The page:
Four women are to give up their home comforts to live and work in a remote part of Antarctica.
Clare Ballantyne, Mairi Hilton, Natalie Corbett and Lucy Bruzzone make up the team picked to take on the responsibility for managing historic site Port Lockroy, on Goudier Island.
They were among 6,000 people who expressed an interest in the roles - including running the world's most remote post office and counting the island's penguins - which were advertised by the UK Antarctic Heritage Trust (UKAHT) charity.
The team will travel 9,000 miles to reopen the bay for the first time since the pandemic, taking care of the charity's flagship site - home also to the world's most remote museum.
They will be based on the island - in a region without running water or a flushing toilet - for five months, which means they will spend Christmas together.
As well as dealing with sub-zero temperatures and almost constant daylight, the women will share the island with a colony of gentoo penguins, which Ms Hilton will be in charge of monitoring.
"This will be my first time in Antarctica and I'm very excited to set eyes on the white continent. I have no idea what to expect when we get there - how cold it will be, will we have to dig our way through the snow to the post office?" Ms Hilton, from Scotland, said.
"I'm a conservation biologist, so personally I can't wait to see the penguins and other wildlife like seabirds and whales."
Scientist Ms Bruzzone will be base leader, managing the team and co-ordinating all ship visits to the island.
She has already spent three months in the Norwegian archipelago of Svalbard on an Arctic expedition, and described her new adventure as a "lifelong dream".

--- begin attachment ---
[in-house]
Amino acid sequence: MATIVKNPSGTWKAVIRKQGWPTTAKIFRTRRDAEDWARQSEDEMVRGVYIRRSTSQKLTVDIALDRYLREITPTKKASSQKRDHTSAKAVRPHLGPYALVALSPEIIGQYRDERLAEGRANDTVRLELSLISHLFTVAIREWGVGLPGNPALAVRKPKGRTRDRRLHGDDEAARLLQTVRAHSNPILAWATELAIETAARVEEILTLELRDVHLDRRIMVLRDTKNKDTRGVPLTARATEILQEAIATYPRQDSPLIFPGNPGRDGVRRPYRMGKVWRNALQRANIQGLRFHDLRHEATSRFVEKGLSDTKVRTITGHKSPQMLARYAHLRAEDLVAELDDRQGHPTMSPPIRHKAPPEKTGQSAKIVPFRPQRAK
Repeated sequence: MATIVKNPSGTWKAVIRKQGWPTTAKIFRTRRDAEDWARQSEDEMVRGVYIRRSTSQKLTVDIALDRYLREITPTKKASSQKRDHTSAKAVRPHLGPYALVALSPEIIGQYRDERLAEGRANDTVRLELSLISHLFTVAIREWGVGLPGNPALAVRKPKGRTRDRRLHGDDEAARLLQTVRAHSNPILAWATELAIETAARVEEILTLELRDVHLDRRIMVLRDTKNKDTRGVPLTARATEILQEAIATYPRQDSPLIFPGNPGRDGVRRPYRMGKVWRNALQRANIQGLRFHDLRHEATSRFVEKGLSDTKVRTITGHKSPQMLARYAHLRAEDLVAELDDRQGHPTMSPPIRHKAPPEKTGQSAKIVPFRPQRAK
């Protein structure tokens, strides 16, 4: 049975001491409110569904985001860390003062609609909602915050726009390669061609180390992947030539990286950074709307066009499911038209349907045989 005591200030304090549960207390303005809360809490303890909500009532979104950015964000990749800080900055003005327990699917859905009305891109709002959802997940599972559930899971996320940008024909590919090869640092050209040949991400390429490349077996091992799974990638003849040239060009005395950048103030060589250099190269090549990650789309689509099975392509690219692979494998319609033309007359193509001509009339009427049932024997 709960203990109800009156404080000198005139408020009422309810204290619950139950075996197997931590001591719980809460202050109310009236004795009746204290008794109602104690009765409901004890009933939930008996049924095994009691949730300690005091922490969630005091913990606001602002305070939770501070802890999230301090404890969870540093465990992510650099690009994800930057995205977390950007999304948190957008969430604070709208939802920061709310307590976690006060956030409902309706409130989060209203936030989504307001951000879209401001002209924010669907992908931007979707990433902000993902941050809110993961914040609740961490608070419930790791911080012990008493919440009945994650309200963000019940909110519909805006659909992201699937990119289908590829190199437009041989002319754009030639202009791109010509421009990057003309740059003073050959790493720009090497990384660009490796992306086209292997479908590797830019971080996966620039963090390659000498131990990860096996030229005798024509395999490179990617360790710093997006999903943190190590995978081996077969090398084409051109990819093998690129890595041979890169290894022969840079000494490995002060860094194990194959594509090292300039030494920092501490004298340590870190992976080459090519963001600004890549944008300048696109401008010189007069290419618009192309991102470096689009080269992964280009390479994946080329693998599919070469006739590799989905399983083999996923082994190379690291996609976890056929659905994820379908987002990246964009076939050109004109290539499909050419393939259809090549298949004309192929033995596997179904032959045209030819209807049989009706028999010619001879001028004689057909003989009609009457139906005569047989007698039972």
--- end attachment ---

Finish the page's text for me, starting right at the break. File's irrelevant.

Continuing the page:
Newly appointed postmaster Ms Ballantyne, who has just completed a masters in earth science at Oxford University, will deal by hand with approximately 80,000 cards which are mailed each year from the site to more than 100 countries.
"I'm most looking forward to stepping on to Goudier Island and taking in the cacophony and pungent smell of the penguins, the backdrop of the glaciers and Fief mountains - and being able to call it home for the next few months," the 23-year-old from Lincolnshire said.
Newlywed Ms Corbett, who has worked in retail for more than a decade, will be in charge of running the gift shop and will leave behind her husband for the trip, which she dubbed a "solo honeymoon".
The team will be joined by Vicky Inglis, who will help settle them in for the first 10 weeks.
The 42-year-old from Aberdeenshire who started working for UKAHT full-time in the summer, said: "Port Lockroy holds a very special place in my heart. Having spent five months out there before the COVID-19 pandemic, I'm excited to be travelling with the new team to introduce them to the magic of the Antarctic."